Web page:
More about: Download Festival
Day one at Download Festival has us sliding from swamp to swamp as we squelch through the ankle high mud baths. Unlike last year’s Download, which saw an almost completely dry weekend, this year the unreliable, inconsistent torrential rain episodes are catching everyone off guard.
Regrettably walking in wearing a pair of white Dr Martens, I feel its fair to say they’ve definitely seen better days. But, who doesn’t love Download’s annual fancy dress Friday? From Star Wars to Pikachu, and an uncountable amount of Slash costumes that more resemble Rod Stewart, the sodden weather isn’t about to put a Debbie Downer on today’s mammoth line-up.
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Setting the tone at the Zippo stage are Swedish quintet Opeth. Opening with a few militant wobbles on the bass, fans chant and head bang with excitement as they wind into a fruity slice of funk riffs for ‘Sorceress’. Known for their punchy, hardcore aesthetic, this track was an unusual yet enlightening angle to start off their set. Reviving ownership of their typical sound, they thrash into their 2005 progressive explosion ‘Ghost of Perdition’. Teasing synths with Svalberg’s daunting key-work, this cut engaged the core Opeth that non-fans are more familiar with. Playing a short set of just five songs, Opeth concluded with the guitar heavy, fiery alternations between hellish screams to mumbled spoken word as ‘Deliverance’ closed an epic set.
Taking to the stage, guitar-God Slash rocks up in his all-leather gear and trademark sunnies. Embodying the perfect representation of glam rock, he power stances all over the main stage with an effortless bend of riffs. Myles and Slash have been an unstoppable duo of rock deities for a decade now, since their debut collaboration for Slash’s first album. They’ve spat out scream-along anthems like ‘Starlight’ and the mind-boggling ‘Anastasia’, keeping each others’ legacies alive. The stage is claimed equally by both, with their respective talents complimenting each other as opposed to outshining.
Memorable entrances seem to be a theme this weekend, as Eagles of Death Metal’s frontman Jesse Hughes continues the trend by strutting on-stage in a cape, before raising his hands to the air in a heart shape. He slides towards the mic and foot taps; spinning into the vibrant, jangle-rock of ‘Complexity’. Melodic, funk-pop track, ‘Peace, Love And Heavy Metal’ is warming if slightly repetitive. Synchronising the audience with vigorous fist pumps into the air, the track lasted longer than their record as Hughes thrusts his body and dances around the stage.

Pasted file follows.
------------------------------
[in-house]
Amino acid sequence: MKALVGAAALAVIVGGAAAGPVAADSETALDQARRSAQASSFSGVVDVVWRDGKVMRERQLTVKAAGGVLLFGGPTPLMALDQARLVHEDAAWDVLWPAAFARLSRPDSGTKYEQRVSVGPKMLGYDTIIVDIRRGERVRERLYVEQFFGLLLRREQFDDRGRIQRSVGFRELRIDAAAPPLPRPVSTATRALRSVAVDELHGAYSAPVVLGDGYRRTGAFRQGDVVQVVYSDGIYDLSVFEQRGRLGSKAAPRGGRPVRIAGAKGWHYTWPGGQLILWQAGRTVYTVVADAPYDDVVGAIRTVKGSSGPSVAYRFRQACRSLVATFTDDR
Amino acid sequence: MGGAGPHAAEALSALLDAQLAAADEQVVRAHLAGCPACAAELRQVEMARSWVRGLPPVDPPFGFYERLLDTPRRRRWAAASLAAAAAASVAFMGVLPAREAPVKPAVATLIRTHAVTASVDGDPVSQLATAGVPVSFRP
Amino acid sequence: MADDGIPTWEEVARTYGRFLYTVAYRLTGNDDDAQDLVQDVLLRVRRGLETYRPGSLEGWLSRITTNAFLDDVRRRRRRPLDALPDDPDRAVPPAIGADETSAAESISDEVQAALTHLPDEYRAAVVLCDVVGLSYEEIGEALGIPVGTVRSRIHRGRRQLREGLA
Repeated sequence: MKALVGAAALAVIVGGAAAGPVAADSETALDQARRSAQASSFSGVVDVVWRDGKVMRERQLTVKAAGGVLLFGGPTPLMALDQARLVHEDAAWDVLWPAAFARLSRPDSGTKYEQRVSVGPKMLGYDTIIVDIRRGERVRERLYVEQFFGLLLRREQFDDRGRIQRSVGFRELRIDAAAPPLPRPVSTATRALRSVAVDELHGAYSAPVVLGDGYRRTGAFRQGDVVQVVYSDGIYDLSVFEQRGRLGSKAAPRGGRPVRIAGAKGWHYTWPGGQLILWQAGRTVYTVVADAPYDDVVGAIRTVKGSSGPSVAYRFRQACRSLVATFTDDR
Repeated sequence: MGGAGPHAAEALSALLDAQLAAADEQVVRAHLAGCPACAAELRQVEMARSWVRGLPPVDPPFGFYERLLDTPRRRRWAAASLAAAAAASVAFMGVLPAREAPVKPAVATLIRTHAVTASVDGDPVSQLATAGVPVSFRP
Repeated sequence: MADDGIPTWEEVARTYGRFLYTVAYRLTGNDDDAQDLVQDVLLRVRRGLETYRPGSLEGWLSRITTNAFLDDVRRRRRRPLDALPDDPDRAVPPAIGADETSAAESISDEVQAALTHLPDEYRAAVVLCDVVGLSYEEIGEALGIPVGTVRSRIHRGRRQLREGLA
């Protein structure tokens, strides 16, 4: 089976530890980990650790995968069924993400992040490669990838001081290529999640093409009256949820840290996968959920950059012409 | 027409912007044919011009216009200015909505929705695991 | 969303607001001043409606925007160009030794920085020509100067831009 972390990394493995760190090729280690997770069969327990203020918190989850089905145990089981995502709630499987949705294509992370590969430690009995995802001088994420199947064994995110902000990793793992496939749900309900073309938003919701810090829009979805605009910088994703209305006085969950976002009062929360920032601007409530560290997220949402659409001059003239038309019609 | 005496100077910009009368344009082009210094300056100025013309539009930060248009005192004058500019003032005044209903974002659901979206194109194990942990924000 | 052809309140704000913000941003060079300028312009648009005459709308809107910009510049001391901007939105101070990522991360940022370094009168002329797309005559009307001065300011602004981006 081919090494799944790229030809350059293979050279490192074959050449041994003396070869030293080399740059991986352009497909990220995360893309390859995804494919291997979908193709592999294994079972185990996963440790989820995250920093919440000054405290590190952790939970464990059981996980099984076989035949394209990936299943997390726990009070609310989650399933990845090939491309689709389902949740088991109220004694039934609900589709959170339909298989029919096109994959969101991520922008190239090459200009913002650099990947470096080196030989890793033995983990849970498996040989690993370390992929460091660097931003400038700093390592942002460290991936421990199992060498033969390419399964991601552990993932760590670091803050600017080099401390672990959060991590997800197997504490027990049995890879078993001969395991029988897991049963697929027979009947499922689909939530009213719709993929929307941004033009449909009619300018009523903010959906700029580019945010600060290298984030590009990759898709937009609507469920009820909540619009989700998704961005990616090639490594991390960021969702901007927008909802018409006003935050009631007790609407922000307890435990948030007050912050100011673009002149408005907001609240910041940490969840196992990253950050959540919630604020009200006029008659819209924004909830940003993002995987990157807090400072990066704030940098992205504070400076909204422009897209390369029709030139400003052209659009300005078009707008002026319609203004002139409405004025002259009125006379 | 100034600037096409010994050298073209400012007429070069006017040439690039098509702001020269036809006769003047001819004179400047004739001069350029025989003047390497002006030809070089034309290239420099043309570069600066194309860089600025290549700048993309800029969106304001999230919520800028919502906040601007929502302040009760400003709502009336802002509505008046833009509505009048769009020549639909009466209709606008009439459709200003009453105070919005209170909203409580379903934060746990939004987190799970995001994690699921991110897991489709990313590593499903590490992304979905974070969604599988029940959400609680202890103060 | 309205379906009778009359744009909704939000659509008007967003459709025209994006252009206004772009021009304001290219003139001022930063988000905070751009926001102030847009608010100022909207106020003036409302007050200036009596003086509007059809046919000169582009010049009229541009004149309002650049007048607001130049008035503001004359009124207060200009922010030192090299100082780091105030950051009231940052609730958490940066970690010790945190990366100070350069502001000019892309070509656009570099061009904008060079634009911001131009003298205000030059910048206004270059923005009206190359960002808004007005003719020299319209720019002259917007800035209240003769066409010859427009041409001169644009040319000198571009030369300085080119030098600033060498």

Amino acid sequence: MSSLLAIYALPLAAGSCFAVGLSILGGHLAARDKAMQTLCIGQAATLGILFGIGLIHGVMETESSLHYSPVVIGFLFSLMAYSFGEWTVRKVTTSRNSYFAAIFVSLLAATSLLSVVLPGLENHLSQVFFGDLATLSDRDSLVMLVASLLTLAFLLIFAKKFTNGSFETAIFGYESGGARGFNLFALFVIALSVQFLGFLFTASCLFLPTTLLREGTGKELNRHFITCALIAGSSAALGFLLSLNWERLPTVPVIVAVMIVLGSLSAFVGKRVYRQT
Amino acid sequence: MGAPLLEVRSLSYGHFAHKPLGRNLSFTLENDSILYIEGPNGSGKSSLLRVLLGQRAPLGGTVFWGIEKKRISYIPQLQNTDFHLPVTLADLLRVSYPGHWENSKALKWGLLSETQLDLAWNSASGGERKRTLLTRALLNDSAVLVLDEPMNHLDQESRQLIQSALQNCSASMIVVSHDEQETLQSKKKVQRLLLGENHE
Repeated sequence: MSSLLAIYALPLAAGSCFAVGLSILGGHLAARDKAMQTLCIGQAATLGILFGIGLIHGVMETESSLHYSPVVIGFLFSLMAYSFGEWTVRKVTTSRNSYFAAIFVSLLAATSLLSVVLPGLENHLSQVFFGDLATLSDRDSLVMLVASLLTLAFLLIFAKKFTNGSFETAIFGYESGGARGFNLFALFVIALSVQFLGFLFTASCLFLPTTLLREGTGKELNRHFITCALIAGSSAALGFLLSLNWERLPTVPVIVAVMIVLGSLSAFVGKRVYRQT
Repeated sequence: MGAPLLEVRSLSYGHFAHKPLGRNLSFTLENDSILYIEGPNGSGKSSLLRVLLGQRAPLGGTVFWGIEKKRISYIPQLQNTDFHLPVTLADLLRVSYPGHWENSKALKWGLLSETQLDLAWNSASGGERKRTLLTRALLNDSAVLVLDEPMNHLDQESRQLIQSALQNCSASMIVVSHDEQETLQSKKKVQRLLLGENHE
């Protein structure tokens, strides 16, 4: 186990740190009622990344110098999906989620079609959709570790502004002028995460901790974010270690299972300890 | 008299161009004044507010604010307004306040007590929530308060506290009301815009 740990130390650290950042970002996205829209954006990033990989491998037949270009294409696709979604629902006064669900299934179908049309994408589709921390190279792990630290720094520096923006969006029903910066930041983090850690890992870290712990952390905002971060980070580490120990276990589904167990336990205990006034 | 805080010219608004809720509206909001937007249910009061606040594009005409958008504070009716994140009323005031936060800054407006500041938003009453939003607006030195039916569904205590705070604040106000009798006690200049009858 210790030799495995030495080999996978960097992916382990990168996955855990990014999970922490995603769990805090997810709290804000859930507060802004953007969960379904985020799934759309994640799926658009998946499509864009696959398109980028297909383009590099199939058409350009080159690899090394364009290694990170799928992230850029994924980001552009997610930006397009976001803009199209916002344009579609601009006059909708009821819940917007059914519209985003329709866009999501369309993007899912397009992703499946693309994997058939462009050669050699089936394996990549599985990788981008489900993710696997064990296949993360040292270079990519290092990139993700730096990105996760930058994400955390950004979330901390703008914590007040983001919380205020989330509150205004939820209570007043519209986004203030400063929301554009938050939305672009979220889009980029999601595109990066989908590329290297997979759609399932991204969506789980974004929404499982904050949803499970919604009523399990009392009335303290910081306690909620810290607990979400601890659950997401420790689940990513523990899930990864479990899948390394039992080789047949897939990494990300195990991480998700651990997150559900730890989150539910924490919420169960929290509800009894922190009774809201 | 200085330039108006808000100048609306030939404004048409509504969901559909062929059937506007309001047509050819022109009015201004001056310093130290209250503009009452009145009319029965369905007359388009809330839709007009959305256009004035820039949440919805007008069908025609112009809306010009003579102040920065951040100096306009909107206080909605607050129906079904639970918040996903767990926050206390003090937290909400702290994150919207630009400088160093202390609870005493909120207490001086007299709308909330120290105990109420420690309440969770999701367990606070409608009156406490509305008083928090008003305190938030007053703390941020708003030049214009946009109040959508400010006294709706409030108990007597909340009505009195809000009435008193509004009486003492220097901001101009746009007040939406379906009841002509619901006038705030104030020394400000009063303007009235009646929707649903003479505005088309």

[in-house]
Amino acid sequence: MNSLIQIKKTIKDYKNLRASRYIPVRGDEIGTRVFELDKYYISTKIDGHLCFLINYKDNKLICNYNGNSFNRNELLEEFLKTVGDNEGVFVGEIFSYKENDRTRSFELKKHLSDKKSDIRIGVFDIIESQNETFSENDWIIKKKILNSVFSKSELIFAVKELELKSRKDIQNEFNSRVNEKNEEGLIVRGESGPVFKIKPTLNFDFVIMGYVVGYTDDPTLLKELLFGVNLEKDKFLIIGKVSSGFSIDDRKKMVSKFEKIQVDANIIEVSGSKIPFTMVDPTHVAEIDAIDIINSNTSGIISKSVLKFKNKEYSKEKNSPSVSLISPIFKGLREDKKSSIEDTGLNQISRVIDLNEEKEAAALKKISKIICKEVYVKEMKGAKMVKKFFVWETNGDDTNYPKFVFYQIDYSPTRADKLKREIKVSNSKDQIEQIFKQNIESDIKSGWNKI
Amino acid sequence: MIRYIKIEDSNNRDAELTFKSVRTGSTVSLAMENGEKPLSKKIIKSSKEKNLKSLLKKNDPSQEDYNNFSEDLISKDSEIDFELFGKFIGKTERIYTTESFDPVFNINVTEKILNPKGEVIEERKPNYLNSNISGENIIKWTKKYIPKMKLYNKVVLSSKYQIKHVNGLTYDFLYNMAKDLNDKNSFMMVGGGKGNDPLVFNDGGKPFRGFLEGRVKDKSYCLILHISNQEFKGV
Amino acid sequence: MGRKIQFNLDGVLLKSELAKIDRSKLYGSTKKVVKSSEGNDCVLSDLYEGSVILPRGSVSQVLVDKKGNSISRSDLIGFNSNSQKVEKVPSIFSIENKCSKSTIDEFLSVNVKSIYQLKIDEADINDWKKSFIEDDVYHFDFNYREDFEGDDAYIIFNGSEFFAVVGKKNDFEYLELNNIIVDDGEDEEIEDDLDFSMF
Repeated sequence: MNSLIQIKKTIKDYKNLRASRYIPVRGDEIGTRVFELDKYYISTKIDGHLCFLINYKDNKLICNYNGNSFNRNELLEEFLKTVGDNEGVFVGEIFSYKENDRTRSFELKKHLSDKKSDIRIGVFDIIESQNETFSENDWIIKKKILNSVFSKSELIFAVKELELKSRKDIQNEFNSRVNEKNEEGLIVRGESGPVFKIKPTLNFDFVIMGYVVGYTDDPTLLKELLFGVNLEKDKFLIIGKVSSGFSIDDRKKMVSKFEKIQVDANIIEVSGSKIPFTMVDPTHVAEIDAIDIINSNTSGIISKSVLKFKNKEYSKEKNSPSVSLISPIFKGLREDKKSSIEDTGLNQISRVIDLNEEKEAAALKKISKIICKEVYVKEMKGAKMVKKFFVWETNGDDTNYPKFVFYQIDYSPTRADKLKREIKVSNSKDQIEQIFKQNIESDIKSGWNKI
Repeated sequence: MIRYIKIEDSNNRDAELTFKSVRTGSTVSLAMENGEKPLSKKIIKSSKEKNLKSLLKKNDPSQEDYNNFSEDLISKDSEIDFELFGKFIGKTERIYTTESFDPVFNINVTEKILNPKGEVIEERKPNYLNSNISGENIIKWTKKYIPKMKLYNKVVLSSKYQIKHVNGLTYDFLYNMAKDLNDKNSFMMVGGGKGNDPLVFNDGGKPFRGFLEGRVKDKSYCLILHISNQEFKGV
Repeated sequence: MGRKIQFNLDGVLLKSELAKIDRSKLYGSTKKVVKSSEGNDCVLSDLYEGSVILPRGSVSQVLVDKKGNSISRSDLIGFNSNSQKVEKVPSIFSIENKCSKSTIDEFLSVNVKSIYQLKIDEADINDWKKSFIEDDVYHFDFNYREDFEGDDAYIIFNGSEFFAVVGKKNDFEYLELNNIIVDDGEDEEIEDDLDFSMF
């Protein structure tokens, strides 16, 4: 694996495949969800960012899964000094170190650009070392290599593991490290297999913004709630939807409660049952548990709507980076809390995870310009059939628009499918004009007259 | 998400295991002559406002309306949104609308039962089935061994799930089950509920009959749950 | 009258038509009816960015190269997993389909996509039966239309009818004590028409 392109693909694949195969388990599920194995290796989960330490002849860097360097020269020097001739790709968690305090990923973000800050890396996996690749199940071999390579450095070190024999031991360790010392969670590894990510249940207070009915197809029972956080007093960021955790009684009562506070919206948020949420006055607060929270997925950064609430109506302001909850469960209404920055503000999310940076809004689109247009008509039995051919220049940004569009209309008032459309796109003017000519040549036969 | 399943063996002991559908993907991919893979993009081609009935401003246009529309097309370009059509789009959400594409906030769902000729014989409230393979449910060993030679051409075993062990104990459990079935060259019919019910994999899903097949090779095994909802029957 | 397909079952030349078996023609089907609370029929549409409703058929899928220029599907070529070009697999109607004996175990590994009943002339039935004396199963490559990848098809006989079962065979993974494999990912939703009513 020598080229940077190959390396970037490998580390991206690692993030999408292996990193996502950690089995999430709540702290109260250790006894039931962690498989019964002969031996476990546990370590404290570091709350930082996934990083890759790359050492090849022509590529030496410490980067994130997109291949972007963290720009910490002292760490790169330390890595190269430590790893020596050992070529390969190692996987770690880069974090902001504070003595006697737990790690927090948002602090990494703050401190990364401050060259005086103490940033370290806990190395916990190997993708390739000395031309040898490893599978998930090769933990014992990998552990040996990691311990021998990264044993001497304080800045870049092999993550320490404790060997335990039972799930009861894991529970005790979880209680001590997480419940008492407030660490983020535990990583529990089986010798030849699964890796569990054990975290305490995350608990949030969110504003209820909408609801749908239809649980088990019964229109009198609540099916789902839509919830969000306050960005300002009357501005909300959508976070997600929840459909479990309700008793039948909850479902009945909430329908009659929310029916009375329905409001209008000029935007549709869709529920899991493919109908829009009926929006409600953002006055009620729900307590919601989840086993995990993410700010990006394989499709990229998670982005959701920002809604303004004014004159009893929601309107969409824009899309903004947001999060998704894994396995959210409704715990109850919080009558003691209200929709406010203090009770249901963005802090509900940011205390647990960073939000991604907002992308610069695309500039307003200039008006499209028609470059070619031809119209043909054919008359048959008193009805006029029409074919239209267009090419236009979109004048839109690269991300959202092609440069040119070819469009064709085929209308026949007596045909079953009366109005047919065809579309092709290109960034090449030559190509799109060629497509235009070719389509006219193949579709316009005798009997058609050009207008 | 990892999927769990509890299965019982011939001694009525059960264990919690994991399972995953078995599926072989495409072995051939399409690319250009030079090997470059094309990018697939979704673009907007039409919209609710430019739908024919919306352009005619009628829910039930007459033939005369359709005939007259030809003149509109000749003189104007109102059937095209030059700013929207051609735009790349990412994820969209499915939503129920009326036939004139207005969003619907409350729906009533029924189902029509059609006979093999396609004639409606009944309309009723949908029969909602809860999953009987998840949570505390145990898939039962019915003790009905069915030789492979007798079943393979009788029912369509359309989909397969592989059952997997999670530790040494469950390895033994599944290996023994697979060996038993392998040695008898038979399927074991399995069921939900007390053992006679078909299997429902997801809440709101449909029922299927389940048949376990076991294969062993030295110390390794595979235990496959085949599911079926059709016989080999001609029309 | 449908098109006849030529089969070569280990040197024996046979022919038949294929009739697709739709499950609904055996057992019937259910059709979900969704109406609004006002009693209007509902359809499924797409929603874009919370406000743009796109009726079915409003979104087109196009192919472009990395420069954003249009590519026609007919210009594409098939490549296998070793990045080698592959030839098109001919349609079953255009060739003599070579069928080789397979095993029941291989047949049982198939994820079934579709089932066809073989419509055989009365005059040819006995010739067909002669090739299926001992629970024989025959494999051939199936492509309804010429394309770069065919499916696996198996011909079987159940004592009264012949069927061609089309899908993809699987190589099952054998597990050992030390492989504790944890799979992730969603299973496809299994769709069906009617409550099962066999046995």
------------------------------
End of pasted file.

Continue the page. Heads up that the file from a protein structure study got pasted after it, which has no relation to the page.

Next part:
Throwing some fierce faces is their current live female bassist, Jennie Vee. Known for supporting Courtney Love, The Manic Street Preachers and more, Vee’s effortless plucks sit comfortably on-stage, a great vision to see a woman take control among a relatively male predominant setlist. Devoting his love to fans, Hughes thanks everyone for staying as the rain continues to soak the crowd throughout their entire set.
Finishing day one on the main stage is headliners Def Leppard, opening with their 1987 acclaimed hit, ‘Women’. An influx of fans surprisingly varying ages run to the main stage. Just a couple of tracks in and they’re playing their stand-out hit, ‘Pour Some Sugar On Me’. Some fans are swaying alone, some devoting every breathe of vocal they have left in them, whilst others hugged their loved ones.
If you’re a millennial or below, it would be easy to say that Def Leppard seem a a bit past their prime, but for the majority of the crowd these songs are a glimpse of what they grew up listening to. Maybe the millennials are out of touch, but today seems to establish that Def Leppard are a band you had to appreciate at a younger age to be able to appreciate now. With their stage lights so bright they pierce the clouds, Def Leppard’s production keeps them relevant and interesting, concluding with ‘Love and Affection’, the British five-piece return to an assertive crowd demanding more. Distorted, lagged vocals accompanied by a sharp chord progression ring out as they close the Friday with their anthemic 2015 release, ‘Let’s Go’.
The fields were dampened but spirits were not. What would Download be without a little rain to get the weekend going?
See you in the field tomorrow, as always: Bring your horns.
More about: Download Festival